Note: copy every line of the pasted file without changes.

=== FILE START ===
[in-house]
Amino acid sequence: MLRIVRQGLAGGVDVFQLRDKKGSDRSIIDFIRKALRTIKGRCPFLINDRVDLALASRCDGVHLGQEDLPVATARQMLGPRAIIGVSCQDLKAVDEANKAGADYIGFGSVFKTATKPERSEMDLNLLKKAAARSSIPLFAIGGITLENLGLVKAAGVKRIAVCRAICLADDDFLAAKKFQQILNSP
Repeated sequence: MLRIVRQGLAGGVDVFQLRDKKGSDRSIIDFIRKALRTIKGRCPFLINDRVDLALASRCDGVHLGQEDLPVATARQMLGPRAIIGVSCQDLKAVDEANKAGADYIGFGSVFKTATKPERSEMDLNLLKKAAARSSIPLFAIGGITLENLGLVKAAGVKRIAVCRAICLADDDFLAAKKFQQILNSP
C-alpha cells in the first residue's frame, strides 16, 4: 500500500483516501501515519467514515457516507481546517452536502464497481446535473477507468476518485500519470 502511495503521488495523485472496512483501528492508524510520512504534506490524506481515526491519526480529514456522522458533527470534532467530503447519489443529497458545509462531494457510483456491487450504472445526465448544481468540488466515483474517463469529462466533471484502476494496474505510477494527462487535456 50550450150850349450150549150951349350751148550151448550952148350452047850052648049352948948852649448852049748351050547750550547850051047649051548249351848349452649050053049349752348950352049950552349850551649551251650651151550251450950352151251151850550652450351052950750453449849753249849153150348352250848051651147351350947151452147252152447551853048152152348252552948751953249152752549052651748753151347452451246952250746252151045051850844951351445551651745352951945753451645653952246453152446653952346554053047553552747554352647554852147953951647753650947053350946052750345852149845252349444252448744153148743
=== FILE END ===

[in-house]
Amino acid sequence: MLRIVRQGLAGGVDVFQLRDKKGSDRSIIDFIRKALRTIKGRCPFLINDRVDLALASRCDGVHLGQEDLPVATARQMLGPRAIIGVSCQDLKAVDEANKAGADYIGFGSVFKTATKPERSEMDLNLLKKAAARSSIPLFAIGGITLENLGLVKAAGVKRIAVCRAICLADDDFLAAKKFQQILNSP
Repeated sequence: MLRIVRQGLAGGVDVFQLRDKKGSDRSIIDFIRKALRTIKGRCPFLINDRVDLALASRCDGVHLGQEDLPVATARQMLGPRAIIGVSCQDLKAVDEANKAGADYIGFGSVFKTATKPERSEMDLNLLKKAAARSSIPLFAIGGITLENLGLVKAAGVKRIAVCRAICLADDDFLAAKKFQQILNSP
C-alpha cells in the first residue's frame, strides 16, 4: 500500500483516501501515519467514515457516507481546517452536502464497481446535473477507468476518485500519470 502511495503521488495523485472496512483501528492508524510520512504534506490524506481515526491519526480529514456522522458533527470534532467530503447519489443529497458545509462531494457510483456491487450504472445526465448544481468540488466515483474517463469529462466533471484502476494496474505510477494527462487535456 50550450150850349450150549150951349350751148550151448550952148350452047850052648049352948948852649448852049748351050547750550547850051047649051548249351848349452649050053049349752348950352049950552349850551649551251650651151550251450950352151251151850550652450351052950750453449849753249849153150348352250848051651147351350947151452147252152447551853048152152348252552948751953249152752549052651748753151347452451246952250746252151045051850844951351445551651745352951945753451645653952246453152446653952346554053047553552747554352647554852147953951647753650947053350946052750345852149845252349444252448744153148743